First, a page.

Set expectations early to ensure high patient satisfaction in refractive cataract surgery



Jackson MA, et al. How to keep the promise of no glasses following cataract surgery. Presented at: Hawaiian Eye; May 8-14, 2021; Wailea, Hawaii.

Jackson reports he is a consultant to Alcon, Allergan, Avedro, Avellino, Bausch + Lomb, BlephEx, Carl Zeiss Meditec, EyePoint, Eyevance, Glaukos, iOptics, J&J Vision, Kala, Lensar, Novartis, Ocular Therapeutix, Oculus, Omeros, Science Based Health, Sight Sciences and Sun Pharma.

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WAILEA, Hawaii — Keeping the promise of “no glasses after cataract surgery,” begins and ends with preoperative preparation and setting of expectations, according to a speaker at Hawaiian Eye 2021.

“You need to establish your options, and then you need to establish expectations for each option. That is probably the most important thing,” Mitchell A. Jackson, MD, said.

Mitchell A. Jackson

Jackson recommends categorizing patients into three external tiers depending on their overall vision goals and the IOLs that may be appropriate for those options. Patients in the basic category will end up likely requiring glasses full time. “Legal to drive” patients will receive a custom surgery with an Light Adjustable Lens for up to 2 D cylinder, or a toric lens implant for patients with more than 2 D cylinder, Jackson said. These patients will likely require glasses for intermediate and near vision tasks.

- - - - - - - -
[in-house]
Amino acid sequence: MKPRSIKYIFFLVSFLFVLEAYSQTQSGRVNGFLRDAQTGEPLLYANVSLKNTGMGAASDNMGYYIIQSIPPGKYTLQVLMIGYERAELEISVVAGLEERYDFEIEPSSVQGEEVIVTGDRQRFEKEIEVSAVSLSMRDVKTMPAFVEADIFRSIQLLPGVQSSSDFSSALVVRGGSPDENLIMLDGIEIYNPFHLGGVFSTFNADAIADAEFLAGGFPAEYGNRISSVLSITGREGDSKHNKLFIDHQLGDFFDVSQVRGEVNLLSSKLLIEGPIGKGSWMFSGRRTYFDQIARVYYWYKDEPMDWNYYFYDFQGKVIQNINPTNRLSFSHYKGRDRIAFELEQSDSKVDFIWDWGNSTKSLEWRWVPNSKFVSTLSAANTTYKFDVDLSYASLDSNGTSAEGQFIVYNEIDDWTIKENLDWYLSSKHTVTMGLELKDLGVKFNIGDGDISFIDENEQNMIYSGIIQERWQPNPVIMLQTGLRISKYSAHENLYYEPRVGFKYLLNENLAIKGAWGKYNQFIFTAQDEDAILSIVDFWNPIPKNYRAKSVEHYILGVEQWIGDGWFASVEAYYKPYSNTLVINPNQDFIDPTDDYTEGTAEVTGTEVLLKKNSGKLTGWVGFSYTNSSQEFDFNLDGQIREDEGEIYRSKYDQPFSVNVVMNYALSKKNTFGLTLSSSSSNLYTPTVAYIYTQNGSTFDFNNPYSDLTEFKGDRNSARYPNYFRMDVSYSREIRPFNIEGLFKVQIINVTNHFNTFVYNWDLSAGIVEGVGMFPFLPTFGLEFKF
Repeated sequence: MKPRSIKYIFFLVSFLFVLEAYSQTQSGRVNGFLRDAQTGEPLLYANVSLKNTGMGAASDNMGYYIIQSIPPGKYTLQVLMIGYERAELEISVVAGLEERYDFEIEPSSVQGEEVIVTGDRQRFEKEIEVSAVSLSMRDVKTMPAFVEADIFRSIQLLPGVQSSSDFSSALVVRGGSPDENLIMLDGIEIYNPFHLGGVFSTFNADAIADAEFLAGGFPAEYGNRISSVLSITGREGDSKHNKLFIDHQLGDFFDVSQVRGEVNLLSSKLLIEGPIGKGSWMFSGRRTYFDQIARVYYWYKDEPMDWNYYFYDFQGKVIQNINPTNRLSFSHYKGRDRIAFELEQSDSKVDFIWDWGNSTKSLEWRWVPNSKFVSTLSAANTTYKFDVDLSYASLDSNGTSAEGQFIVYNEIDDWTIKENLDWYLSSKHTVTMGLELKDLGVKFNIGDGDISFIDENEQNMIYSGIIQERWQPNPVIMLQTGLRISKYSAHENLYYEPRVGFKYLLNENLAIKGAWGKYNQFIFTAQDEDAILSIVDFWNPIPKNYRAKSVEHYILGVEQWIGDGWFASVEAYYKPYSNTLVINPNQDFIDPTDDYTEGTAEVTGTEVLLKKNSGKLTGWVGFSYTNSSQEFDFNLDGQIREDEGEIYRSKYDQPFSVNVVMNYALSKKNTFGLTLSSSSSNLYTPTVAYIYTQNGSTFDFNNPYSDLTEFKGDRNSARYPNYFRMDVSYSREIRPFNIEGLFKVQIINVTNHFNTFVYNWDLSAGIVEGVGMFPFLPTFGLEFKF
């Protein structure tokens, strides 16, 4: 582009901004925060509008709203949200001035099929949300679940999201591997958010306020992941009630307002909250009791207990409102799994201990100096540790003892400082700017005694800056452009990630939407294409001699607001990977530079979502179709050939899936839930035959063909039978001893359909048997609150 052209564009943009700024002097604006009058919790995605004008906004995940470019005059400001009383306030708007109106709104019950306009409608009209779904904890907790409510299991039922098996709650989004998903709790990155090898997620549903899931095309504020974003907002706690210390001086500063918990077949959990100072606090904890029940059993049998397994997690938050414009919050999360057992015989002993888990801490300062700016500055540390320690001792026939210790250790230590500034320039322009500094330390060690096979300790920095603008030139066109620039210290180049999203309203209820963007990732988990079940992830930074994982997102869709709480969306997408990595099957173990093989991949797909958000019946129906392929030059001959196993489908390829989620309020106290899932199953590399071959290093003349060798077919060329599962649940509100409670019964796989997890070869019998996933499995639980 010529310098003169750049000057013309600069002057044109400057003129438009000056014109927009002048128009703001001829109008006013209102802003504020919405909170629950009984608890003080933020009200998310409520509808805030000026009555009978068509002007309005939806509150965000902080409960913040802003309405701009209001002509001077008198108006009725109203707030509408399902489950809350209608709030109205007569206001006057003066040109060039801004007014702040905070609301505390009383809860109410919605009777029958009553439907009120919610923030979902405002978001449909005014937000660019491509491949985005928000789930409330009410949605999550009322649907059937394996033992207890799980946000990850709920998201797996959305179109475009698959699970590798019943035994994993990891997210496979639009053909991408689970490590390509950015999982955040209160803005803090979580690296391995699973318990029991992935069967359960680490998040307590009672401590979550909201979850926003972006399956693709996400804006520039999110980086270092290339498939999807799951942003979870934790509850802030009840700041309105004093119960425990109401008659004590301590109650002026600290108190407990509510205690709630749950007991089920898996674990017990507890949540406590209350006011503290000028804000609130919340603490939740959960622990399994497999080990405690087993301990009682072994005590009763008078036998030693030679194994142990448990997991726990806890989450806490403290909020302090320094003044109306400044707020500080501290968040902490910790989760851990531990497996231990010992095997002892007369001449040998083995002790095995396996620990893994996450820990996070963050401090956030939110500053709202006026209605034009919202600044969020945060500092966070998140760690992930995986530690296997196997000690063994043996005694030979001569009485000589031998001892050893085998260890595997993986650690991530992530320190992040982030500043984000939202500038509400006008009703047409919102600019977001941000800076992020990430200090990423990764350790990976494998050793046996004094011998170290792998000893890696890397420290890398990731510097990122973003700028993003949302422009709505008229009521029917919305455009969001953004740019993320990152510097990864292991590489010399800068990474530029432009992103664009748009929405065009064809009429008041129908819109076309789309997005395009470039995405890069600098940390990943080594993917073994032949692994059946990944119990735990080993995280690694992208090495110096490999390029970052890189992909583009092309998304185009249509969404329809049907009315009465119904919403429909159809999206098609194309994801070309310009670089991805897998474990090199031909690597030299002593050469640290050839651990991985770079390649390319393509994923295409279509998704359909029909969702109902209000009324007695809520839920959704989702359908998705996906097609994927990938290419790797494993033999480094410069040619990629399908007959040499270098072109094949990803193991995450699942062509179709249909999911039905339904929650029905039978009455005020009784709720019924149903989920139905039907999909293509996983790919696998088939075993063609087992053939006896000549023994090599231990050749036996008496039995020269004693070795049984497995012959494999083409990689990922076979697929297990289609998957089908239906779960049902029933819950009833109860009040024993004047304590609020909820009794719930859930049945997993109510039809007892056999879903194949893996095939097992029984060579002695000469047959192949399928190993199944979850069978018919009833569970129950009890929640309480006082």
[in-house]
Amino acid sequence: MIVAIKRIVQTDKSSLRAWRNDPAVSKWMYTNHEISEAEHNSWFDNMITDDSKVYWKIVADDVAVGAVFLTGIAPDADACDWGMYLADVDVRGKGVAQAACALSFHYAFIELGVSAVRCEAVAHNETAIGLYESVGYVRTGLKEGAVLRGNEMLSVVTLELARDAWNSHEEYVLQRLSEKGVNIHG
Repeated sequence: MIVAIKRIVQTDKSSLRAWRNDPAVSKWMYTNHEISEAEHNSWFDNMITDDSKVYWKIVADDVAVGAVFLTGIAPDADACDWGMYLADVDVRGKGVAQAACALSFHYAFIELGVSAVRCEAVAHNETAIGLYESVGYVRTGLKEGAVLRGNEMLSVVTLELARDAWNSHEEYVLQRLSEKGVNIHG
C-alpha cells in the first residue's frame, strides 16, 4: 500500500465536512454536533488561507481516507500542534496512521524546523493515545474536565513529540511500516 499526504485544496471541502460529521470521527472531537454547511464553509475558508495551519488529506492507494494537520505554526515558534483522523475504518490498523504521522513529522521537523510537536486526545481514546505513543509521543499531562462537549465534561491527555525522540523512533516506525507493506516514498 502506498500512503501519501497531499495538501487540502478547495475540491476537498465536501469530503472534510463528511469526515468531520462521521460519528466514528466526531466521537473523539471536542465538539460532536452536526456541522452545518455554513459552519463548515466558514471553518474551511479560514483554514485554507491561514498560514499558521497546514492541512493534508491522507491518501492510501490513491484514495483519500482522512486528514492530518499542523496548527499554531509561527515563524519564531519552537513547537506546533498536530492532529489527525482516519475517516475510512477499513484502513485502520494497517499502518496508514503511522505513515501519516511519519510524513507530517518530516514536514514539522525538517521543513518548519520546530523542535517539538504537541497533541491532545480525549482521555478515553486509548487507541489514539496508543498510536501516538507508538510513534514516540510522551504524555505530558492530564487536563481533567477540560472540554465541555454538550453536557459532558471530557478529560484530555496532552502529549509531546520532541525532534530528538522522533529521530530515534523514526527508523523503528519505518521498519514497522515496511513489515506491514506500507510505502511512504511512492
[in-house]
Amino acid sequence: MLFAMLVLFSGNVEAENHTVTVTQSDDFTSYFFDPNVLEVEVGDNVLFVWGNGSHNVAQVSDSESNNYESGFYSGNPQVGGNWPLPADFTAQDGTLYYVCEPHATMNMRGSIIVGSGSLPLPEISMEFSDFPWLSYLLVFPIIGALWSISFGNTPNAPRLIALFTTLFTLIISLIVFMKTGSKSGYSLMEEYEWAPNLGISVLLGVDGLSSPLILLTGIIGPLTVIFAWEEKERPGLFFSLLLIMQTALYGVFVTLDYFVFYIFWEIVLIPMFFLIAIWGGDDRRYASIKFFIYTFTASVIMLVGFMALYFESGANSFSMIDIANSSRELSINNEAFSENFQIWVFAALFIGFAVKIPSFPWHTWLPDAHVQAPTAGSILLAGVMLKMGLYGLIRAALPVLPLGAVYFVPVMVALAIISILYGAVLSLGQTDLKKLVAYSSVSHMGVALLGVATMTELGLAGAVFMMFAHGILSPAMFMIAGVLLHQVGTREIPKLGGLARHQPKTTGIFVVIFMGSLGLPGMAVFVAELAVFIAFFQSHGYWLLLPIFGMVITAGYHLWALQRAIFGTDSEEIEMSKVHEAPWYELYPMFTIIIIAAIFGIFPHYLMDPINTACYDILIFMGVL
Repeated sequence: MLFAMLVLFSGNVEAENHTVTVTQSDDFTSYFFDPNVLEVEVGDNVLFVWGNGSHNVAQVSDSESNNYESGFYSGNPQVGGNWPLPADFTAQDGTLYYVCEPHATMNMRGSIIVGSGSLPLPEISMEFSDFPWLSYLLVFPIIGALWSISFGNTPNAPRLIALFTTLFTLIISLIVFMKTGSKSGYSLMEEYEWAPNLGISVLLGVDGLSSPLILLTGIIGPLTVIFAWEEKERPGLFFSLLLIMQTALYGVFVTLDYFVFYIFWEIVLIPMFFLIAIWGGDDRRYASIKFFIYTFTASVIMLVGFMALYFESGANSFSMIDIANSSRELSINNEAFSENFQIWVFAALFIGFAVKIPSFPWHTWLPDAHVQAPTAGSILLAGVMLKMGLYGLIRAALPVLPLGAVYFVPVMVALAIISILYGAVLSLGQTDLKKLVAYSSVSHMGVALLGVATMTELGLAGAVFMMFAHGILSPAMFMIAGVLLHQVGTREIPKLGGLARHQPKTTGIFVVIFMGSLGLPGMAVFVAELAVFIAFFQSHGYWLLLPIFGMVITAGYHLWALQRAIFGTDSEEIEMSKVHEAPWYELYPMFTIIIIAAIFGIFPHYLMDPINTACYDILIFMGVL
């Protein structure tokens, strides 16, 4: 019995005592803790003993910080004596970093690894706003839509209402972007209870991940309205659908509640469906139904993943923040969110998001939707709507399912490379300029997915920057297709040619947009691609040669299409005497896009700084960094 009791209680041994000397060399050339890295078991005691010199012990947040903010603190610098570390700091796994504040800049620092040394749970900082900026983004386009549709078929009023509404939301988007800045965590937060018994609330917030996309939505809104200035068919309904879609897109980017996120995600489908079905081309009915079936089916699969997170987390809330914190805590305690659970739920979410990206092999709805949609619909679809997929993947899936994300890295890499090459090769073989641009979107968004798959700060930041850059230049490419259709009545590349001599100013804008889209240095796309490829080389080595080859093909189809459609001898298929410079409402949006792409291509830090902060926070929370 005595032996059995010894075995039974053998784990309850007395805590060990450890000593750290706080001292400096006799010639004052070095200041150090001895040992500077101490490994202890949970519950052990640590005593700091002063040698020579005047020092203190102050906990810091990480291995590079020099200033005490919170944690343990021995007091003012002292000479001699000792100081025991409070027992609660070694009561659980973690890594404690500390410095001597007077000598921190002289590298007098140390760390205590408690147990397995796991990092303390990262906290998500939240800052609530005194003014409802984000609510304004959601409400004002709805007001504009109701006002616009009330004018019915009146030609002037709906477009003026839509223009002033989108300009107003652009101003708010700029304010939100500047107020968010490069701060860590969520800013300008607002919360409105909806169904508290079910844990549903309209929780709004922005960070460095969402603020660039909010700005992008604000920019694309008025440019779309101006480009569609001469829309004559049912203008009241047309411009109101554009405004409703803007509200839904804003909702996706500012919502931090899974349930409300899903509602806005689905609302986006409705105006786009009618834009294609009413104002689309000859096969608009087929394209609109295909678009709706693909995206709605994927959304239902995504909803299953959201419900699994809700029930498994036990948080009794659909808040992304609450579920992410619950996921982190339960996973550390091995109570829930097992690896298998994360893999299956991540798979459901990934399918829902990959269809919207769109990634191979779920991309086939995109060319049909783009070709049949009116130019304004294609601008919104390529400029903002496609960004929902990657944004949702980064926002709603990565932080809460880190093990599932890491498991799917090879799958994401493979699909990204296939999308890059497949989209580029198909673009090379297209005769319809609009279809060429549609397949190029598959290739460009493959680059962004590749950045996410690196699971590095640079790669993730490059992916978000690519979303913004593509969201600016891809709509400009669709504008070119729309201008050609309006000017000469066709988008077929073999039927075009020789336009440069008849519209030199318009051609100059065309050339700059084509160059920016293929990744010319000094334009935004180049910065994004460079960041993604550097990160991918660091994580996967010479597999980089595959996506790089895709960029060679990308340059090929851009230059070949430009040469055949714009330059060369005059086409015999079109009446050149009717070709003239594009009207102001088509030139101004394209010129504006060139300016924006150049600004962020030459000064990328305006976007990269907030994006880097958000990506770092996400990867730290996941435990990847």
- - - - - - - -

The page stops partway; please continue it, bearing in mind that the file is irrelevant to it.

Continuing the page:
These patients will receive either the Vivity, Symfony, PanOptix, low add multifocals with toric or non-toric IOL options.

“I’m going to give them a basic option and an advanced option,” Jackson said. “I never give them like five options, because then I will never do surgery in the first place.”

Each patient must be evaluated to ensure they are a good candidate for premium IOL options. “But then you have to make sure the patient is a perfect candidate for a premium option, and that is our due diligence,” Jackson said.

Patients should be evaluated for the presence of ocular surface disease and macular pathologies. Corneal topography and corneal quality should also be evaluated, Jackson said. Use a fourth generation IOL formula and set realistic expectations, Jackson said.

Jackson uses a lifestyle vision questionnaire to get a glimpse of the patient’s lifestyle, activity level and personality type to plan which type of lens to use.

To get as close as possible to the patient’s refractive goal, Jackson recommends considering a Light Adjustable Lens because of its ability to be adjusted postoperatively.

The newly announced UV protection reduced concerns for patient compliance, Jackson said. In addition to not increasing glare and halos, the lens allows patients to achieve the best uncorrected visual acuity at all distances, with customization to fit each patient’s needs, Jackson said.

“So, remember: Perfect objective criteria, perfect subjective criteria and consider adjustable IOL technology. Keeping the promise of no glasses really starts and ends preoperatively,” Jackson said.


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Elena Johaness

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